Bloomberg Gadfly’s Liam Denning argues that the second scenario is the only one that could work for low-cost producers such as Saudi Arabia. Enough with the comments about a new extension, Denning suggests, nobody is listening. A U-turn in Saudi oil policy, according to him, is the only way to survive. Yet there is a catch in Denning’s scenario.
He says, “The rational thing to do would be for large, low-cost producers such as Saudi Arabia to maximize output and drive oil prices down to a level that both stops the flow of capital into U.S. fracking and spurs demand for more barrels.
That’s dreamland for any low-cost oil producer, but how do you find it? Oil demand forecasts from the International Energy Agency and the Energy Information Administration alike don’t see a lot of support for a sharp growth in demand. On the contrary – as Denning himself notes, the factors that will slow oil demand growth further are growing, chief among them the switch to electric vehicles.
It may be true that experts are no longer paying much attention to what this or that energy minister from the Vienna Group says about deal extensions. Media do, however, and diligently report on every such comment despite the fact that the discussion Novak was referring to in his latest remark took place in July and can hardly be considered news. The Russian minister has, since the start of negotiations of the cut, said that all options are on the table. They still are, is what he said this week. No surprises.
But Russia and Saudi Arabia were pushing for this second extension, the Wall Street Journal reported late last month, citing unnamed sources familiar with the discussion. Russia seems to be feeling jut fine with current oil prices. Customs data this week showed that revenues from crude oil exports had jumped by 35 percent over the first seven months of the year. Novak said the current price level of Brent, at US$54 a barrel, is “optimal”, allowing the industry to make investments in new production while keeping prices at the pump affordable.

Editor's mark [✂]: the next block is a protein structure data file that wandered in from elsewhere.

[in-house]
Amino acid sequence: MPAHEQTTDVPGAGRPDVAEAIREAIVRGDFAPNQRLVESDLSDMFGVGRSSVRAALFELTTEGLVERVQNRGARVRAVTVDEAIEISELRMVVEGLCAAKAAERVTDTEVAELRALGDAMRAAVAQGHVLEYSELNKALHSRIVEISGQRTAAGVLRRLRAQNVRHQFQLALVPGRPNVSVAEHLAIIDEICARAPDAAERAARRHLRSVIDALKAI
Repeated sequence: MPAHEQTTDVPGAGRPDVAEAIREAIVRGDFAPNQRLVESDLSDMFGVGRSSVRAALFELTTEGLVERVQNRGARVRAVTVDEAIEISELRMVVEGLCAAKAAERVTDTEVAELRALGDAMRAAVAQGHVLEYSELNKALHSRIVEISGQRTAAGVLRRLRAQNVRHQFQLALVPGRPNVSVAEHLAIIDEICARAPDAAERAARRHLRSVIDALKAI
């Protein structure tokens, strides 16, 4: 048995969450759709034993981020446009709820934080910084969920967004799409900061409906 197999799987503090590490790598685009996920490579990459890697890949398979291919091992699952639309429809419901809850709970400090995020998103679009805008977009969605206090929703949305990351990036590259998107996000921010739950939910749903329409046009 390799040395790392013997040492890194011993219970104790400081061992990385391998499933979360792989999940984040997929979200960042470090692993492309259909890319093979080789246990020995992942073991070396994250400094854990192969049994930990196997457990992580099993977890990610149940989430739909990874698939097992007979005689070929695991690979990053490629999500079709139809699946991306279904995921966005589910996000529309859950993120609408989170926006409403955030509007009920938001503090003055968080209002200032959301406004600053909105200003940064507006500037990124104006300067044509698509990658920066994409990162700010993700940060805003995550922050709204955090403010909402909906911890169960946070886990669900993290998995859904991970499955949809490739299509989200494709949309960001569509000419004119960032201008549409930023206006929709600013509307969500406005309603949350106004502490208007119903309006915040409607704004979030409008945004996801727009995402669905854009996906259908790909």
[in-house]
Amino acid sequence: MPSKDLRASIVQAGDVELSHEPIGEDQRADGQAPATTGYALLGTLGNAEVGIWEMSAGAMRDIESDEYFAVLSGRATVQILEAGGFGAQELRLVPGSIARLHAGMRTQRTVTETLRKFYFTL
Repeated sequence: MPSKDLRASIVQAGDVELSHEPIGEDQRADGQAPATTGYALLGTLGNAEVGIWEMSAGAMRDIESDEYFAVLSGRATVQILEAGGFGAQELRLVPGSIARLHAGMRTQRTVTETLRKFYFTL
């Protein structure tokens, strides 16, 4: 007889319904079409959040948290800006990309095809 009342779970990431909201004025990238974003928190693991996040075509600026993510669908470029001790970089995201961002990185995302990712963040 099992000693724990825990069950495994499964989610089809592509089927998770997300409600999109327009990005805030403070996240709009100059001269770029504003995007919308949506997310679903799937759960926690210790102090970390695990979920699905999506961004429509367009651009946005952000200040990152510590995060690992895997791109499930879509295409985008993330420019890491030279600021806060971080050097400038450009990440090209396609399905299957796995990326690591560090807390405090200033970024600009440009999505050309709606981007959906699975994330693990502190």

Meanwhile, Saudi Arabia is revising its Vision 2030, as it turns out the initial goals set in the program were a bit too ambitious. The Kingdom is also preparing for the listing of Aramco, which could literally make or break Vision 2030. The program is costly and Saudi Arabia has a budget deficit to deal with besides the long-term diversification.
There’s hardly any doubt that Saudi Arabia and Russia are the leaders of the pack when it comes to the cut deal. They’ve been forging closer ties in recent months, and not only in energy. Yet they don’t exactly want the same thing when it comes to oil. Russia is a higher-cost producer than Saudi Arabia, so it will have more trouble if prices fall sharply. On the other hand, Saudi Arabia is more heavily reliant on oil revenues for its budget than Russia— any oil revenues—not to mention that Riyadh has cut more of its output than Moscow.
A projection from energy economist Phil Verleger, as quoted by Denning, sees low-cost OPEC producers—Saudi Arabia, Iraq, Kuwait, Qatar, and Iran—losing 9 percentage points from their market share if the artificial propping up of prices continues until 2022. Russia’s share under this scenario will remain virtually unchanged, and that of the United States and other non-OPEC producers will rise.
Turning the taps back on indeed starts to look like the only thing left to do, as long as those turning them are ready to bear the consequences, which could include bankruptcies (think Venezuela), unrest at home, and the breakup of OPEC, most likely. This last one, if it happens, means other deals to control the supply of the world’s most popular commodity will become a lot harder to reach should the need arise.
By Irina Slav for Oilprice.com